Wearing the worn conventions of yesteryear's television-grade documentaries, No Place on Earth is a remarkable story made almost unremarkable in the hands of lazy filmmaking. The doc opens with the discovery of a cave containing some not-so-ancient artifacts by talking head Chris Nicola, an American cave explorer who stumbled upon the objects while spelunking in Ukraine. For many years Nicola was unable to find an explanation for the finds, which couldn't have dated back more than several decades; its secrets weren't pre-history, but living history, in the words of Nicola.
The film then makes a few jarring cuts between Nicola's present-day anecdote about a dearth of local research sources and a dramatization of unidentified people living in a cave, complete with cryptic voiceover: "Here we are in the grotto, buried alive." Within a matter of minutes, however, the film virtually forgets about Nicola and switches into reenactment mode, introducing two related Jewish Ukrainian families who had lived underground in the same cave Nicola had discovered. During the Holocaust, the 38 members of the Esthmer and Wexler families, led by matriarch Esther Stermer (whose fictionalized voiceover is an unexplained source of narration), fled their town of Korolowska into the countryside, finding safety only in two nearly uninhabitable caves, Verteba Cave and Priest's Grotto. They lived underground for 511 days, and survived the war.
The reenactment is aided not only by the fictional Esther, but by real interviews of the youngest survivors of the families: Saul and Sam Stermer, and Sonia and Sima Dodyk. It becomes obvious pretty quickly that while they're crucial in imparting the striking detail about their collective gruesome experience, the survivors are unable to tell their story on screen without the aid of dramatization—or at least, the film gives that impression, though the candor and spirit of the subjects makes it a questionable judgment. As a result, the viewer is subjected to the stale, soporific aesthetic of reenactments that has been bored into ubiquity by countless unimaginative documentarians. It's a specific style that doesn't require cinephilic knowledge to recognize; anyone who's ever owned a television will be familiar with the contrived visual signature of pre-1950s historical dramatizations: slight sepia tones, subdued staged acting, dreamy backlighting—the cinematic equivalent of boring history-book covers and postage stamps.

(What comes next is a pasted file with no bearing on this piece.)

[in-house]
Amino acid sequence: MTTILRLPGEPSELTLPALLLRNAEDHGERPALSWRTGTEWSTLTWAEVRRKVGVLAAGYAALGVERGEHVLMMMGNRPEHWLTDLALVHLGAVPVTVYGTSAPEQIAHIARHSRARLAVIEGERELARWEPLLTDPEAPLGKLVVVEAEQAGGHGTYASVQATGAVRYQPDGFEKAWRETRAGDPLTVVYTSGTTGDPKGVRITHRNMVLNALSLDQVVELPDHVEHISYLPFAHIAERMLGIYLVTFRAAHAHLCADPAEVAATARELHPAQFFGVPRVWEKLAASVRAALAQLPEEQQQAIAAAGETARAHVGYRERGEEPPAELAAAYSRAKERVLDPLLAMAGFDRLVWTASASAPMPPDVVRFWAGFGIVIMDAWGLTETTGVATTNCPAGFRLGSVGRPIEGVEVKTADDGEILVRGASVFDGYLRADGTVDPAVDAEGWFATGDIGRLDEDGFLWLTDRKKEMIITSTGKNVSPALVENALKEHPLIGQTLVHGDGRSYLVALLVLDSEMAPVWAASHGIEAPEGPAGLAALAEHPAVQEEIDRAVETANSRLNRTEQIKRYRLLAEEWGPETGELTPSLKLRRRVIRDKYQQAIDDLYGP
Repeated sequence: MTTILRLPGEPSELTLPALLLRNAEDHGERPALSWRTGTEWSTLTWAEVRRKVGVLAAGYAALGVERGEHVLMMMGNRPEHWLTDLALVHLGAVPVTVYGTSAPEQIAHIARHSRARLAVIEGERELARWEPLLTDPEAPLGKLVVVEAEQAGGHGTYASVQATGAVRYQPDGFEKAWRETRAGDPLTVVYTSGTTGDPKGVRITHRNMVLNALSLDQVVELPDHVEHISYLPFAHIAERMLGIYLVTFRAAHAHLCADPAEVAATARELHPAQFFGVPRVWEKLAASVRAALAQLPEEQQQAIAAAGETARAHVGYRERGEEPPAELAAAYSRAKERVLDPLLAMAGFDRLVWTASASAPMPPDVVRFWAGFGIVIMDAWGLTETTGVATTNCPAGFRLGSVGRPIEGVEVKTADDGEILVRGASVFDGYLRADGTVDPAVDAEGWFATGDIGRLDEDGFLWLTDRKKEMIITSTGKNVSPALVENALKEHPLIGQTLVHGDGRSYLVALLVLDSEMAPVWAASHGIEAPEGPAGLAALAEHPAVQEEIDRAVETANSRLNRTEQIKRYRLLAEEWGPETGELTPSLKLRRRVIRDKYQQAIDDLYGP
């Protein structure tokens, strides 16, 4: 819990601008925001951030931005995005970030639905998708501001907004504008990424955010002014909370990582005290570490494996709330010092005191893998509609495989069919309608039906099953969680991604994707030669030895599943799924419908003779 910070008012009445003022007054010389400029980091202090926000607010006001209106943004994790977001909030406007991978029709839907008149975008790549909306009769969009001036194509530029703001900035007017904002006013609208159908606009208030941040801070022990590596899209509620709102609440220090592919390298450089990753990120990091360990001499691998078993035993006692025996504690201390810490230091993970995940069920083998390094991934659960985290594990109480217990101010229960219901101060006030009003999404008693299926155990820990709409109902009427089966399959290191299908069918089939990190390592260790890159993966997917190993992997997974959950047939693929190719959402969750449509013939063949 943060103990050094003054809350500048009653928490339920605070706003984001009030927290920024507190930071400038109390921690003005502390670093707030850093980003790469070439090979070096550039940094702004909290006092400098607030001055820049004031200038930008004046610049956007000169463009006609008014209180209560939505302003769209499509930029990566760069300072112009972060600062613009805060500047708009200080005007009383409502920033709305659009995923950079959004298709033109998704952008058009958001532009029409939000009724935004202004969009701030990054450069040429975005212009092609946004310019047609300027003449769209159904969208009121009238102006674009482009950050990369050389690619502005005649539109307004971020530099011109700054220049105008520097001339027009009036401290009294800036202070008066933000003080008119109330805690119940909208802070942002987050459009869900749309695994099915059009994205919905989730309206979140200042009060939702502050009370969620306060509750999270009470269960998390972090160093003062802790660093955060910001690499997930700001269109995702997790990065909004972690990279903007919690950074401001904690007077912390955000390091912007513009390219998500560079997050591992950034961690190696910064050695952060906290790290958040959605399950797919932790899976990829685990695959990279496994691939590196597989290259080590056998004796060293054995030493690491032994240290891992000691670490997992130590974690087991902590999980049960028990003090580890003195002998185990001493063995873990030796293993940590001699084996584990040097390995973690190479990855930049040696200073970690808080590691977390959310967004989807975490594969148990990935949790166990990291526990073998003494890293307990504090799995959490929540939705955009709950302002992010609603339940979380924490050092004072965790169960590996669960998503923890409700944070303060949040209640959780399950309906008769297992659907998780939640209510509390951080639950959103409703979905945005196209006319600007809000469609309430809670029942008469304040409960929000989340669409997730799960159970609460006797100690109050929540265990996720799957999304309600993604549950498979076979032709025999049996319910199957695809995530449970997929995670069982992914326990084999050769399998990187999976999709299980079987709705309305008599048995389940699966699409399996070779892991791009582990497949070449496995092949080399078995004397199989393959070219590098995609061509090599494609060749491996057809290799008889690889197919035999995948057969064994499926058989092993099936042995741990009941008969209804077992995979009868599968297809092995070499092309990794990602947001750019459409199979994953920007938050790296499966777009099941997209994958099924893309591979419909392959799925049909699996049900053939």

Certainly the story being told by the survivors is absolutely essential for the film's narrative, and some of the details provided by the survivors are poignant in revealing the extreme hardships endured by the families, including, for example, the kids' inability to stand sunlight in their eyes after countless uninterrupted months of cave-living. None of these moments feel more "real" or significant due to their dramatization though, and for the most part, the technique of reenactment feels more like a crutch than a useful visual aid. Equally disappointing, the film's shoddy narrative structuring virtually undermines Nicola's eventual discovery of the survivors many years later. The film abandons Nicola's story for much of the film only to bring it back up again after the entirety of the survivors' story has been told, a tough act to follow given its stranger-than-fiction qualities.
No Place on Earth closes with a present-day visit to the caves by the survivors and their grandchildren, a heartwarming conclusion given little time to provide any satisfying degree of reflection. One of the grandchildren explains, with a hint of sentimentality, that the cave was his first bedtime story, serving as a reminder that family oral storytelling can sometimes be more powerful than cinematic storytelling, especially in the case of prosaic documentation.